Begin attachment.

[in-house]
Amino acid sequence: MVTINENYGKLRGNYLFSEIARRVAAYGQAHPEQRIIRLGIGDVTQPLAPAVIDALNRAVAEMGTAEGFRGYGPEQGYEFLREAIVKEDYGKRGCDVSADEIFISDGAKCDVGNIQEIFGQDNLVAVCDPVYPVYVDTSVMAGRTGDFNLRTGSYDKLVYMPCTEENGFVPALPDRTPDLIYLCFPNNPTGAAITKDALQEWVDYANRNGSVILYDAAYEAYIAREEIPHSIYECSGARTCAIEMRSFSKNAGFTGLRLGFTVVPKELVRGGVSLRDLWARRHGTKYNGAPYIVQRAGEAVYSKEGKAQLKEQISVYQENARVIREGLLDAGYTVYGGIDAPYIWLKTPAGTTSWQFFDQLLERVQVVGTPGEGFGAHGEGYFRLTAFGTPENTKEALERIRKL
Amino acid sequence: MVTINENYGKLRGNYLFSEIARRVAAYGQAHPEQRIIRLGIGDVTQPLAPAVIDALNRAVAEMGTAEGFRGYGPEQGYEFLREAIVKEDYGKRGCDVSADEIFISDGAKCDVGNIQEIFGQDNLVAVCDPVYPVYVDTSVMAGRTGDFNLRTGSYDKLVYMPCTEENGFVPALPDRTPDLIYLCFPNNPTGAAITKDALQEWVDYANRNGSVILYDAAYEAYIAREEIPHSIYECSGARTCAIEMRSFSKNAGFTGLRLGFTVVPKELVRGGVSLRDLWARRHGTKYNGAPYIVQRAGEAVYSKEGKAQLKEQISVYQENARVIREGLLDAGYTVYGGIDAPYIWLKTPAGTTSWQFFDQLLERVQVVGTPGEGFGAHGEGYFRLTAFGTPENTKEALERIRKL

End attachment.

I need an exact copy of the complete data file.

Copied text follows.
[in-house]
Amino acid sequence: MVTINENYGKLRGNYLFSEIARRVAAYGQAHPEQRIIRLGIGDVTQPLAPAVIDALNRAVAEMGTAEGFRGYGPEQGYEFLREAIVKEDYGKRGCDVSADEIFISDGAKCDVGNIQEIFGQDNLVAVCDPVYPVYVDTSVMAGRTGDFNLRTGSYDKLVYMPCTEENGFVPALPDRTPDLIYLCFPNNPTGAAITKDALQEWVDYANRNGSVILYDAAYEAYIAREEIPHSIYECSGARTCAIEMRSFSKNAGFTGLRLGFTVVPKELVRGGVSLRDLWARRHGTKYNGAPYIVQRAGEAVYSKEGKAQLKEQISVYQENARVIREGLLDAGYTVYGGIDAPYIWLKTPAGTTSWQFFDQLLERVQVVGTPGEGFGAHGEGYFRLTAFGTPENTKEALERIRKL
Amino acid sequence: MVTINENYGKLRGNYLFSEIARRVAAYGQAHPEQRIIRLGIGDVTQPLAPAVIDALNRAVAEMGTAEGFRGYGPEQGYEFLREAIVKEDYGKRGCDVSADEIFISDGAKCDVGNIQEIFGQDNLVAVCDPVYPVYVDTSVMAGRTGDFNLRTGSYDKLVYMPCTEENGFVPALPDRTPDLIYLCFPNNPTGAAITKDALQEWVDYANRNGSVILYDAAYEAYIAREEIPHSIYECSGARTCAIEMRSFSKNAGFTGLRLGFTVVPKELVRGGVSLRDLWARRHGTKYNGAPYIVQRAGEAVYSKEGKAQLKEQISVYQENARVIREGLLDAGYTVYGGIDAPYIWLKTPAGTTSWQFFDQLLERVQVVGTPGEGFGAHGEGYFRLTAFGTPENTKEALERIRKL